CIA chief William Burns and David Barnea, head of the Israeli spy service Mossad, took part in the talks in Cairo. Both men played key roles in brokering the previous ceasefire.

A Western diplomat in the Egyptian capital also said a six-week deal was on the table but warned that more work was needed to reach an agreement. The diplomat said Tuesday’s meeting will be crucial in closing the remaining gaps.

Both officials spoke on condition of anonymity because they were not authorized to discuss the sensitive conversations with the media.

While officials did not reveal the exact details of the emerging deal, the sides have been discussing different proposals for weeks.

Israel has proposed a two-month ceasefire in which hostages would be released and senior Hamas leaders in Gaza would be allowed to relocate to other countries in return for the release of Palestinians held by Israel.

Hamas rejected these conditions. It laid out a three-stage, 45-day plan in which the hostages would be gradually released, Israel would release hundreds of detained Palestinians, including high-ranking militants, and the war would end with the withdrawal of Israeli troops. That was seen as a failure for Israel, which wants to topple Hamas before the war ends.

But President Joe Biden signaled Monday that an agreement could be within reach.

“The key elements of the agreement are on the table,” Biden said during the visit of Jordan’s King Abdullah II, adding: “There are still gaps.” He said the U.S. would do “everything possible” to reach an agreement .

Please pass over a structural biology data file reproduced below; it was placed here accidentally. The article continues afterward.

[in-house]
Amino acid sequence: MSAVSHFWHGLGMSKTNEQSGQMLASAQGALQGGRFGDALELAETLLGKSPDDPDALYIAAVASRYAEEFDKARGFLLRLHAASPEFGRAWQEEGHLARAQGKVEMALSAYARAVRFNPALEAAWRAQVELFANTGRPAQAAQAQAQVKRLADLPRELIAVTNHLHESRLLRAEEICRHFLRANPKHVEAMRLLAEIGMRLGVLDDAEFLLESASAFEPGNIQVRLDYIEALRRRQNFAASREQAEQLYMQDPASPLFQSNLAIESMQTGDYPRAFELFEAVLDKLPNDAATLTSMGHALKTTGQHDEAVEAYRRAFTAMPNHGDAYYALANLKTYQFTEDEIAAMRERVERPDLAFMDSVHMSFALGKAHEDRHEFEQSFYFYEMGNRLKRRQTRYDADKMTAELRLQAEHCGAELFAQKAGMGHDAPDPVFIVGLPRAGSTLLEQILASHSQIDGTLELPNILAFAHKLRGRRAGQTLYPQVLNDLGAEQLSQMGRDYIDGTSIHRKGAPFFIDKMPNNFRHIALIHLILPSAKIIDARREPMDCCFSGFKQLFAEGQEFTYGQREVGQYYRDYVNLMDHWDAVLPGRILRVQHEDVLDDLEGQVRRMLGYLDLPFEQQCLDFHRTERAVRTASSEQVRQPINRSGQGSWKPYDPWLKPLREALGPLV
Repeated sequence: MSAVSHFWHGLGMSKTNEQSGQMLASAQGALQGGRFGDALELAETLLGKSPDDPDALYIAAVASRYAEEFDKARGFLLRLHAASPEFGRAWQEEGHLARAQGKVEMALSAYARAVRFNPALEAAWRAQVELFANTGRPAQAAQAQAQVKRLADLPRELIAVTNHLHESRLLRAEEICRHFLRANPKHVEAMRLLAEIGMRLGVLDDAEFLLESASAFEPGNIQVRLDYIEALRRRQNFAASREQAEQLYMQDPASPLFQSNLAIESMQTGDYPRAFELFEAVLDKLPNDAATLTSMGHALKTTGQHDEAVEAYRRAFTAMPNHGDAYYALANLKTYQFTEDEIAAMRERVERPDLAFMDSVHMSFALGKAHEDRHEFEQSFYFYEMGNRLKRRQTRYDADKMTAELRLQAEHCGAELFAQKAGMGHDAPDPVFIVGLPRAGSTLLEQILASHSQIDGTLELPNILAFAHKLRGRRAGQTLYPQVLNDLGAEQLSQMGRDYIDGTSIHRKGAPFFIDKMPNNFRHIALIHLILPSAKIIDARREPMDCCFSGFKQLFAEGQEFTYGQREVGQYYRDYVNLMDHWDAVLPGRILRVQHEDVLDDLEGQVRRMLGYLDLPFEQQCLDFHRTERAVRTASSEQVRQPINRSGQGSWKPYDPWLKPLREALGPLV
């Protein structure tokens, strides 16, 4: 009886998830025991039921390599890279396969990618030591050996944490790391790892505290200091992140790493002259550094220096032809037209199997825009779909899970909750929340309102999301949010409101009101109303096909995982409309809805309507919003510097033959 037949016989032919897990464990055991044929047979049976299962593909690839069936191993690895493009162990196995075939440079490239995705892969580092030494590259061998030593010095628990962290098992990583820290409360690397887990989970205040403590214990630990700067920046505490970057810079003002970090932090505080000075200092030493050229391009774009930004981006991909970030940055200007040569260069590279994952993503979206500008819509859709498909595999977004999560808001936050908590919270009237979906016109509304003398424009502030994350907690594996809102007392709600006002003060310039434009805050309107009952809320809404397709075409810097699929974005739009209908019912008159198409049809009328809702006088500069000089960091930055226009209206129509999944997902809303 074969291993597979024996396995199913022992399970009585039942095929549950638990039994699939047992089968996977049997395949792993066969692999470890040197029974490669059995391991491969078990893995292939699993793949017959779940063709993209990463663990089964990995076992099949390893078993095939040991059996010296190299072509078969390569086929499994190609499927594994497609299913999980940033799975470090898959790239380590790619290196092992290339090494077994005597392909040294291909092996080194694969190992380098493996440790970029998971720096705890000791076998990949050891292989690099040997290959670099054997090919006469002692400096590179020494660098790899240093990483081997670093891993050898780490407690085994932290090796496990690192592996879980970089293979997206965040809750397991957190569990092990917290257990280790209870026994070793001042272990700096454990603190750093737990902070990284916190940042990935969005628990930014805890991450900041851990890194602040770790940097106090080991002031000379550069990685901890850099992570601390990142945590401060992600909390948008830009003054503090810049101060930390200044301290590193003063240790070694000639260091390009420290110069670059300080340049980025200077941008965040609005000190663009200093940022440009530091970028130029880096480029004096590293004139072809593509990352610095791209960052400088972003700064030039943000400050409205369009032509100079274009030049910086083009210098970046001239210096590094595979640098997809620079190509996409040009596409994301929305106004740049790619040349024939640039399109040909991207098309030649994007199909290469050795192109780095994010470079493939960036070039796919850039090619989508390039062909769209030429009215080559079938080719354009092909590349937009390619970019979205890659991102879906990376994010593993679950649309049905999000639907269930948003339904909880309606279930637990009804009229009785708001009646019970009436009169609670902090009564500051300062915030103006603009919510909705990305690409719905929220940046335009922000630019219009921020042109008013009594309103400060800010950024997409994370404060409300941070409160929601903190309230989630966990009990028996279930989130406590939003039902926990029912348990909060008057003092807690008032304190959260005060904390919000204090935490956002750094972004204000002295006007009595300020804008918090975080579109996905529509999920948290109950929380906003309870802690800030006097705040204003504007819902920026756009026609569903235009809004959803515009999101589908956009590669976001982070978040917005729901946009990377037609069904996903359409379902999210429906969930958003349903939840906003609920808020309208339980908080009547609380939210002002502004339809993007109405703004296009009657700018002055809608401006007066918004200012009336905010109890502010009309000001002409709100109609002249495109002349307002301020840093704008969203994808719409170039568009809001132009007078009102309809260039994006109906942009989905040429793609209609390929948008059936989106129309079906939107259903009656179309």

The death toll is rising

Despite ongoing fighting, there were signs of progress.

Palestinians were still counting the dead after the Israeli hostage rescue mission, as the death toll rose to 74 on Tuesday. Residents and displaced Palestinians in Gaza searched through the rubble of Israeli airstrikes, which served as cover for the rescue mission.

Al Jazeera, the Qatari-funded pan-Arab broadcaster, said an Israeli airstrike in Rafah left two of its journalists injured and one had to undergo amputation. The injured were cameraman Ahmad Matar and reporter Ismail Abu Omar. It was unclear when the attack took place and the Israeli military had no immediate comment.

While concern grew over Rafah because so many Palestinians are taking refuge there, fighting continued across the Gaza Strip.

The Israeli military said troops fought militants in Khan Younis, Gaza’s second-largest city, and in the center of the Gaza Strip. On Tuesday it said three soldiers had been killed in combat, bringing the death toll among troops to 232 since the ground operation in Gaza began in late October.

The Health Ministry in the Hamas-controlled Gaza Strip said the bodies of 133 people killed in Israeli strikes were taken to hospitals last day. According to the ministry, the death toll in Gaza since the war began on October 7 rose to 28,473, with more than 68,000 people injured.

___

Jobain reported from Rafah in the Gaza Strip and Goldenberg reported from Tel Aviv, Israel. Associated Press writer Gerald Imray in Cape Town, South Africa contributed to this report.

___

For more AP coverage, visit https://apnews.com/hub/israel-hamas-war

Source: apnews.com

Show More

Amanda Walker

Global events enthusiast. Reporting with a critical lens to offer readers a deeper perspective.

Read Next

Back to top button